Explanations for Crime
From Sick Minds to Abnormal Behavior 99 (1)
Shared Psychological Assumptions 100(1)
The Psychoanalytic Approach 101(4)
Trait-Based Personality Theories 105(6)
Behavioral, Situational, and Social Learning 111(3)
and Modeling Theories
Cognitive Theories 114(3)
Ecological Psychology 117(1)
Evolutionary Psychology 118(2)
Summary and Conclusion 120(1)
Summary Chart: Psychological Theories of Crime 121(2)
Discussion Questions 123(1)
6 Learning Criminal Behavior: Social Process 124(28)
Theories
Common Themes and Different Assumptions 130(1)
Sutherland's Differential Association Theory 131(6)
Cognitive Social Learning Theory 137(2)
Neutralization Theory: Learning 139(9)
Rationalizations as Motives
Summary and Conclusion 148(1)
Summary Chart: Social Process Theories 149(2)
Discussion Questions 151(1)
7 Failed Socialization: Control Theory, Social 152(27)
Bonds, and Labeling
Control Theory: Learning Not to Commit Crime 154(11)
Labeling Theory: A Special Case of Failed 165(9)
Socialization?
Summary and Conclusion 174(1)
Summary Chart: Control Theory and Labeling 175(3)
Theory
Discussion Questions 178(1)
8 Crimes of Place: Social Ecology and Cultural 179(28)
Theories of Crime
The Historical Roots of Social Ecology Theory 181(1)
Common Themes and Assumptions 182(1)
The Chicago School 183(7)
The New Social Ecology Theories 190(5)
Cultural Theories of Crime and Deviance 195(8)
Summary and Conclusion 203(1)
Summary Chart: Social Ecology Theory and 204(2)
Culture Conflict Theory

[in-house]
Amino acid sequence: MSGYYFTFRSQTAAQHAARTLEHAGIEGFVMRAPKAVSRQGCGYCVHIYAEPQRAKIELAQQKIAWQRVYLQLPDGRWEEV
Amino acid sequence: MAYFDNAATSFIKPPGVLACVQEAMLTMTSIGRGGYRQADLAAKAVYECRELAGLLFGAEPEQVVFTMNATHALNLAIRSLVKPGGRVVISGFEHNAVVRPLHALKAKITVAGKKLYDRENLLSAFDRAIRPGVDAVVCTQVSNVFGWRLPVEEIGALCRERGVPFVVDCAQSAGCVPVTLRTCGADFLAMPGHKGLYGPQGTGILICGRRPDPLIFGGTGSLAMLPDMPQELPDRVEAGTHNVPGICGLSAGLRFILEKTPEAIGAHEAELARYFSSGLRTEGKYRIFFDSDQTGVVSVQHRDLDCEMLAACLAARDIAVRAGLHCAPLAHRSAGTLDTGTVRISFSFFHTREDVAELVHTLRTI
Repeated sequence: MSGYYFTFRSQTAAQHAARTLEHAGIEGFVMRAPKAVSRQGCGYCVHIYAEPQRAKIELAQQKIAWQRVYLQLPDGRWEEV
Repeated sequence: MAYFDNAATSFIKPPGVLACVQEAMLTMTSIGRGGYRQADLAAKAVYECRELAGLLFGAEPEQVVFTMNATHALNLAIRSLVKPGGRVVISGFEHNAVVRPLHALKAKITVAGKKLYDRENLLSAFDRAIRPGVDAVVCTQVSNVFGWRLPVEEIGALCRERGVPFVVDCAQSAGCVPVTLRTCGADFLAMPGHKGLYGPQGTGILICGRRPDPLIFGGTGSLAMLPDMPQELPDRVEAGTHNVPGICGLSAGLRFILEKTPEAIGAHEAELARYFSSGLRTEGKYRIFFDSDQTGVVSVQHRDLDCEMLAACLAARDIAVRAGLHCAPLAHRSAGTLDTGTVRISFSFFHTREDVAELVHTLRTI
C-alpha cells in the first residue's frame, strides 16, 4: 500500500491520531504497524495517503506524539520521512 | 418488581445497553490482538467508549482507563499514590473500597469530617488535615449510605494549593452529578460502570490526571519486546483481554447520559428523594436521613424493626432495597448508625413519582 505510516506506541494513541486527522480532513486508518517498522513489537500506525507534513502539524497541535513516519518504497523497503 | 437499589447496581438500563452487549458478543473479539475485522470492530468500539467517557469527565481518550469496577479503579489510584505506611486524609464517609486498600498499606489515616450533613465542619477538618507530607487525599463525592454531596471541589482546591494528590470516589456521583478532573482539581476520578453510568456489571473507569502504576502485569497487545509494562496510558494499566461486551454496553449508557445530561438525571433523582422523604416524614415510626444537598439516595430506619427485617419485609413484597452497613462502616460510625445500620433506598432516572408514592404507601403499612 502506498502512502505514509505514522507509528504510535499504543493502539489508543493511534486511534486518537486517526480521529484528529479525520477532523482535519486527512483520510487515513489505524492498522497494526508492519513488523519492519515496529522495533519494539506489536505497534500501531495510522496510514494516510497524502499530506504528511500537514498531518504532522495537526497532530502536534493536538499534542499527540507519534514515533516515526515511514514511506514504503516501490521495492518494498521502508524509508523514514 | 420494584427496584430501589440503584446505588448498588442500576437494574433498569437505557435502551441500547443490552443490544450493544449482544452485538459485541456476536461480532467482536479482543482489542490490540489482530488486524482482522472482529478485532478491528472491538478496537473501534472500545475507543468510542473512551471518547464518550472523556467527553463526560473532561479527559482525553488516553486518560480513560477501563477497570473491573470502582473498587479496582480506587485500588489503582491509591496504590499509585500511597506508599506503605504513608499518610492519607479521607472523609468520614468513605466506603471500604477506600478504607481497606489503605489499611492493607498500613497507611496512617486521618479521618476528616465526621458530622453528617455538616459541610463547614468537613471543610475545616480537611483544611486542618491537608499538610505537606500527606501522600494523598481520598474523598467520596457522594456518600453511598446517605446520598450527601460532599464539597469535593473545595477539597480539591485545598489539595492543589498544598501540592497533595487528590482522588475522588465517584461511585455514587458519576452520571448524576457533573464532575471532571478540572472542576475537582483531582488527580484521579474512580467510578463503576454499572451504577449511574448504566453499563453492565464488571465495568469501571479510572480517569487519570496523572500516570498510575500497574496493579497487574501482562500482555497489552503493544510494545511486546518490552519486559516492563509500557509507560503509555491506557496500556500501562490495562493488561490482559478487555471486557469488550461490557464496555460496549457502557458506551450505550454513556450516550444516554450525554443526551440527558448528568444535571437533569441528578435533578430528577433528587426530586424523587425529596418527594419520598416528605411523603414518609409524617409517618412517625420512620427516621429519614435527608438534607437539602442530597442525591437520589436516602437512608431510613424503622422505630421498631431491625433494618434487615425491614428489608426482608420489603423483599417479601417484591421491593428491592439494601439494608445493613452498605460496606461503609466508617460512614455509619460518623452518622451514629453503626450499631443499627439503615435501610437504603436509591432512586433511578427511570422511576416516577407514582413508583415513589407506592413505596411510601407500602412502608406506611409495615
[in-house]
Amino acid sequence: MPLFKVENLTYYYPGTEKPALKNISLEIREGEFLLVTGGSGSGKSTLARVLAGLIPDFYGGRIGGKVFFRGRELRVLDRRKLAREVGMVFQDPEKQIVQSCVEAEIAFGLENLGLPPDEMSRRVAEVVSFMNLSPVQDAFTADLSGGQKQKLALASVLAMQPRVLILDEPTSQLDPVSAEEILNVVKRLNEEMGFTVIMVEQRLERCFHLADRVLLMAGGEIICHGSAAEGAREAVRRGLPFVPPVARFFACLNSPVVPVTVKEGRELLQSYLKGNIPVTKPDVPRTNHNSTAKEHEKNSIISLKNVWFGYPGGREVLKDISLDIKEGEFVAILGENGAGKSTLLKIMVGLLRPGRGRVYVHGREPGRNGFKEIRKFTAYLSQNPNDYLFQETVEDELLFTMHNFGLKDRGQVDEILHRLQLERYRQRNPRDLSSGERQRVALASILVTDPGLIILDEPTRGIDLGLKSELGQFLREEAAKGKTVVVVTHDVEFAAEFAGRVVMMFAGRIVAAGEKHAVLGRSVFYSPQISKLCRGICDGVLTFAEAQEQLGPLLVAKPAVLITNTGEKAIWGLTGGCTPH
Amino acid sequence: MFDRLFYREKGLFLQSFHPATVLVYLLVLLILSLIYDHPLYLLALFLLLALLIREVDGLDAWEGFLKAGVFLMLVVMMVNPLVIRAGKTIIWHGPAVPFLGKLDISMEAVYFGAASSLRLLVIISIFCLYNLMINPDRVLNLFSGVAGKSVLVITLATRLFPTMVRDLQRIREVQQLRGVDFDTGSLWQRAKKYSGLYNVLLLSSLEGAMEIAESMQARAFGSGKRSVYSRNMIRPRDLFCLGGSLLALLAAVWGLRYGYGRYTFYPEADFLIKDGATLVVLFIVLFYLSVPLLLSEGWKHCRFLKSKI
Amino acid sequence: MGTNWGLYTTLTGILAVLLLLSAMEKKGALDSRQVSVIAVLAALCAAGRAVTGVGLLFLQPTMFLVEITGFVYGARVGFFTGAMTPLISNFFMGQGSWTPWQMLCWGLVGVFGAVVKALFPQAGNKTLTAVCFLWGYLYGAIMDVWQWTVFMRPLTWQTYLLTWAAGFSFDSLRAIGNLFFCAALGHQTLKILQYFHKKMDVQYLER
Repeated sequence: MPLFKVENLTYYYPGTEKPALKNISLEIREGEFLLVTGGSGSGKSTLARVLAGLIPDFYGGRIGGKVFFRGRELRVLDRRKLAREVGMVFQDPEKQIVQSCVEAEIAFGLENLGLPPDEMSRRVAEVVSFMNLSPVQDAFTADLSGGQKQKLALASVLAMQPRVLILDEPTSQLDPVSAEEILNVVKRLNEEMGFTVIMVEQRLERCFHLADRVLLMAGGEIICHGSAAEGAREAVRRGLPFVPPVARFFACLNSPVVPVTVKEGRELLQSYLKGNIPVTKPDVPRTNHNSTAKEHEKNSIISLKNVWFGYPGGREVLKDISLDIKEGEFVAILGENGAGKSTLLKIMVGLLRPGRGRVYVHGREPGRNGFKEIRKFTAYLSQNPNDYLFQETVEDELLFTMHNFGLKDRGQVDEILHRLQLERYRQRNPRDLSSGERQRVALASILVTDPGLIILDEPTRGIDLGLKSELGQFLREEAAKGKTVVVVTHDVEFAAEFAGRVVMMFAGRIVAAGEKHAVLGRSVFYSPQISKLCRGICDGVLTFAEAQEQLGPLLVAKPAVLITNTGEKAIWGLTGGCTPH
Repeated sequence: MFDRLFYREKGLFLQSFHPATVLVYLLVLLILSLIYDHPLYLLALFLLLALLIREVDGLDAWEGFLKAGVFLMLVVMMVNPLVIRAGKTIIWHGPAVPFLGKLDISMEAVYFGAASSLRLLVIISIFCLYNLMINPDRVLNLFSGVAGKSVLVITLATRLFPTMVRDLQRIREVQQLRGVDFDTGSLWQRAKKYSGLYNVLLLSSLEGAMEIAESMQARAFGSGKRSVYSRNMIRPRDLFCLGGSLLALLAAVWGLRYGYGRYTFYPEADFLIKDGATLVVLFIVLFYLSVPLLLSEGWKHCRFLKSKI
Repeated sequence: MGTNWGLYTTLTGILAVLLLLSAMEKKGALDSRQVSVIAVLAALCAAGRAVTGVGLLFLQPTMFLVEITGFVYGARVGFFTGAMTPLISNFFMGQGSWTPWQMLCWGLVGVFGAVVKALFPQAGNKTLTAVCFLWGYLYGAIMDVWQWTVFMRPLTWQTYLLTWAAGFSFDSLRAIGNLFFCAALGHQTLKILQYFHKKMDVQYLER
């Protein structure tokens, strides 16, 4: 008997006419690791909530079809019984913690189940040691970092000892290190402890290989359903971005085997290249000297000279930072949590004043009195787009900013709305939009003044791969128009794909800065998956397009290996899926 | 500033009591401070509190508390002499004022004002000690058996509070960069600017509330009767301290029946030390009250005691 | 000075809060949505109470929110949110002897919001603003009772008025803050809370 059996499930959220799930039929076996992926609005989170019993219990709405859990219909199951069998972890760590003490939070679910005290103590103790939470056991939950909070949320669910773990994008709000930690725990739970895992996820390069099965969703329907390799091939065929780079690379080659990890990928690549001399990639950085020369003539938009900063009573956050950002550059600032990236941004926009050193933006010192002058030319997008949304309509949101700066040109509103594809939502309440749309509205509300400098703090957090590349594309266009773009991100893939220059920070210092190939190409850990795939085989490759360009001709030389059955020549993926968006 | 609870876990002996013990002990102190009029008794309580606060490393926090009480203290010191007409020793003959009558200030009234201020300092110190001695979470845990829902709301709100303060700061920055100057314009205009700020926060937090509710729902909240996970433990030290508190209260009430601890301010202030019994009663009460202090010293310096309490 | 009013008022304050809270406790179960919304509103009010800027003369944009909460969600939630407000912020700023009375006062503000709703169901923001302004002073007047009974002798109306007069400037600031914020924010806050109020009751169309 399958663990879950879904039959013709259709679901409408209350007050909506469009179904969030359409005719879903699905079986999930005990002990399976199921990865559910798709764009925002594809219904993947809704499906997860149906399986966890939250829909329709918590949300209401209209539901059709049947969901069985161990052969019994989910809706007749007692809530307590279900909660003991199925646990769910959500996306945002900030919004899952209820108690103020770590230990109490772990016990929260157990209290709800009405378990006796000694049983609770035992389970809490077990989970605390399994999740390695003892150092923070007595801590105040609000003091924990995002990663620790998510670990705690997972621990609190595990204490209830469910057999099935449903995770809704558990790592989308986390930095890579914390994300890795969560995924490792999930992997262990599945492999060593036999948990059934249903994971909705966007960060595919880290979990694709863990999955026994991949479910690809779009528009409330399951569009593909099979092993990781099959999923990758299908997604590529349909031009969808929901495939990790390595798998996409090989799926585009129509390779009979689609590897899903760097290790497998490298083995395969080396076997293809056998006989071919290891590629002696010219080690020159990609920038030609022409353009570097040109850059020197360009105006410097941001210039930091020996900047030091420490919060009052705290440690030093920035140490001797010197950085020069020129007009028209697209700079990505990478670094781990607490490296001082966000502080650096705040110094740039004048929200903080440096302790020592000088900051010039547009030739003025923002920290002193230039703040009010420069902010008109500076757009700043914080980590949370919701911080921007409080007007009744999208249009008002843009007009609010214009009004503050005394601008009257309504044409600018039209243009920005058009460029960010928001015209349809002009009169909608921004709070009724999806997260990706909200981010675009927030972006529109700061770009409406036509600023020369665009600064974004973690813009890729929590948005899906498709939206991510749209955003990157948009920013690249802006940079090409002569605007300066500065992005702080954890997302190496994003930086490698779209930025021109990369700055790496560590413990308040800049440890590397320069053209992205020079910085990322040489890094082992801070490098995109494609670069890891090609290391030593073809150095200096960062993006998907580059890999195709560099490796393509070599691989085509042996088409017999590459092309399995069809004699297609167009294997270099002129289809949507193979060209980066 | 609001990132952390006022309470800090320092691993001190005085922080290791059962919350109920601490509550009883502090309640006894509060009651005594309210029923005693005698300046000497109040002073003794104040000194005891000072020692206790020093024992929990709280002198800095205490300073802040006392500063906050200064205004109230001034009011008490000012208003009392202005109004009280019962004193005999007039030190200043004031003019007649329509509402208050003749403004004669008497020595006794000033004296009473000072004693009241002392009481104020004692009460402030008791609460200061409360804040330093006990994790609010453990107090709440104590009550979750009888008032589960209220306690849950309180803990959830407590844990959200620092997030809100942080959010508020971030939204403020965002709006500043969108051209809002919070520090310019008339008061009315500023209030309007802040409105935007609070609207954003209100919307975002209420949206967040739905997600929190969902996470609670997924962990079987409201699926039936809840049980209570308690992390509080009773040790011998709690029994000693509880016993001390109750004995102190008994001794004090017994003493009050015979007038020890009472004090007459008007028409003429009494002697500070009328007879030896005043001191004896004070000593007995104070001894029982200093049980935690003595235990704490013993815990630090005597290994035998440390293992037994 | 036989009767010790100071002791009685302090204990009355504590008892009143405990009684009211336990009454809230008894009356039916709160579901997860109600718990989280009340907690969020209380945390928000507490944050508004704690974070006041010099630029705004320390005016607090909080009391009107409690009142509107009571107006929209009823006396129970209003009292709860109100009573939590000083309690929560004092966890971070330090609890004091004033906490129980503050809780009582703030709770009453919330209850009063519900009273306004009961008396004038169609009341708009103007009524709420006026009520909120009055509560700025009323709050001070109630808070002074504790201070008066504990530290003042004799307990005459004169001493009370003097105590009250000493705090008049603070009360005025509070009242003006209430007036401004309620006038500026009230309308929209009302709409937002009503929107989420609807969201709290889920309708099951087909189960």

Discussion Questions 206(1)
9 The Sick Society: Anomie, Strain, and 207(36)
Subcultural Theory
Common Themes and Assumptions 210(2)
Founders of Anomie and Strain Theory 212(16)
Recent Revisions to Anomie and Strain Theory 228(9)
Summary and Conclusion 237(1)
Summary Chart: Anomie and Strain Theory 238(3)
Discussion Questions 241(2)
10 Capitalism as a Criminogenic Society: 243(30)
Conflict and Radical Theories of Crime
Common Themes and Assumptions and Some Key 246(2)
Differences
The Roots of Conflict Criminology 248(4)
Contemporary Conflict Criminology 252(4)
The Roots of Radical Theory: Marx's Analysis 256(5)
of Capitalist Society
Contemporary Radical Criminology 261(1)
Common Themes and Assumptions 261(9)
Summary and Conclusion 270(1)
Summary Chart: Conflict Theory and Radical 271(1)
Theory
Discussion Questions 272(1)
11 Patriarchy, Gender and Crime: Feminist 273(24)
Criminological Theory
Common Themes and Assumptions 275(5)
Liberal Feminism 280(3)
Radical Feminism 283(3)
Marxist Feminism 286(2)
Socialist Feminism 288(4)
Gendered Theory 292(1)
Epistemological Issues and Postmodern Feminism 293(1)
Summary and Conclusion 294(1)
Summary Chart: Feminist Theory 295(1)
Discussion Questions 296(1)
12 New Directions in Critical Criminological 297(29)
Theory
Critical Criminologies 297(24)
Summary and Conclusion 321(1)
Summary Chart: Left Realism, 322(3)
Postmodern/Constitutive Theory and
Abolition/Peacemaking/Restorative Justice
Discussion Questions 325(1)
Note 325(1)
13 Conclusion: Toward a Unified Criminology 326(15)
Integrative Criminologies 326(4)
Reciprocal Integrative Criminology 330(3)
Robert Agnew's Unifying Criminology 333(5)
Summary and Conclusion 338(1)
Discussion Questions 339(1)
Note 339(2)
References 341(56)
Index 397